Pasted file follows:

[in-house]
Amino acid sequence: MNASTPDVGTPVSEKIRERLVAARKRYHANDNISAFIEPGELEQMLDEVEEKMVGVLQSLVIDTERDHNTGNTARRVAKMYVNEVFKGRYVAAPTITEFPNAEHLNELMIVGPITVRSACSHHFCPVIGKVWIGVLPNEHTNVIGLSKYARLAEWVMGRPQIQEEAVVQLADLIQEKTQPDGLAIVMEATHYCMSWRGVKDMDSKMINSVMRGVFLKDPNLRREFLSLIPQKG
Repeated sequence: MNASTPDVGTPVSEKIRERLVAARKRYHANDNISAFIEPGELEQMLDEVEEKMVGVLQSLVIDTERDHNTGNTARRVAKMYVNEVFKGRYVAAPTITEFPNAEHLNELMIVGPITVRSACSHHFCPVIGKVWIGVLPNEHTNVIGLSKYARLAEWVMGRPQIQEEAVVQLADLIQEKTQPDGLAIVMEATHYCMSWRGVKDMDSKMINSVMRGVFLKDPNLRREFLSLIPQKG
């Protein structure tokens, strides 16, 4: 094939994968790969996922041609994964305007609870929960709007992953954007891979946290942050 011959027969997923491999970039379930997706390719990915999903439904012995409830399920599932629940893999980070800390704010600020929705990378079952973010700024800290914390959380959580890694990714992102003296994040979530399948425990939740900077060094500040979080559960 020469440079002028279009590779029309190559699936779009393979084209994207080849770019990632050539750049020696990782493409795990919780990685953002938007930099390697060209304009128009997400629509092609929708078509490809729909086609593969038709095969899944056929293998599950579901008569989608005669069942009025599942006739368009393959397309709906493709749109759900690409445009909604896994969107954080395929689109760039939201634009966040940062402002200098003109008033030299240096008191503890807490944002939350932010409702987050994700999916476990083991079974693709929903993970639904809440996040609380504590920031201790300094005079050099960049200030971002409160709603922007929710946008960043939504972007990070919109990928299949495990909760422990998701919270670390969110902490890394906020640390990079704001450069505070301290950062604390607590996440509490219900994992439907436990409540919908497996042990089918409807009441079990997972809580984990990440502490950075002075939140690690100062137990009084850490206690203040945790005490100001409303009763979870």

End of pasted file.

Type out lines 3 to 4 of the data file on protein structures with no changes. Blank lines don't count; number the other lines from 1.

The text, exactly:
Repeated sequence: MNASTPDVGTPVSEKIRERLVAARKRYHANDNISAFIEPGELEQMLDEVEEKMVGVLQSLVIDTERDHNTGNTARRVAKMYVNEVFKGRYVAAPTITEFPNAEHLNELMIVGPITVRSACSHHFCPVIGKVWIGVLPNEHTNVIGLSKYARLAEWVMGRPQIQEEAVVQLADLIQEKTQPDGLAIVMEATHYCMSWRGVKDMDSKMINSVMRGVFLKDPNLRREFLSLIPQKG
């Protein structure tokens, strides 16, 4: 094939994968790969996922041609994964305007609870929960709007992953954007891979946290942050 011959027969997923491999970039379930997706390719990915999903439904012995409830399920599932629940893999980070800390704010600020929705990378079952973010700024800290914390959380959580890694990714992102003296994040979530399948425990939740900077060094500040979080559960 020469440079002028279009590779029309190559699936779009393979084209994207080849770019990632050539750049020696990782493409795990919780990685953002938007930099390697060209304009128009997400629509092609929708078509490809729909086609593969038709095969899944056929293998599950579901008569989608005669069942009025599942006739368009393959397309709906493709749109759900690409445009909604896994969107954080395929689109760039939201634009966040940062402002200098003109008033030299240096008191503890807490944002939350932010409702987050994700999916476990083991079974693709929903993970639904809440996040609380504590920031201790300094005079050099960049200030971002409160709603922007929710946008960043939504972007990070919109990928299949495990909760422990998701919270670390969110902490890394906020640390990079704001450069505070301290950062604390607590996440509490219900994992439907436990409540919908497996042990089918409807009441079990997972809580984990990440502490950075002075939140690690100062137990009084850490206690203040945790005490100001409303009763979870």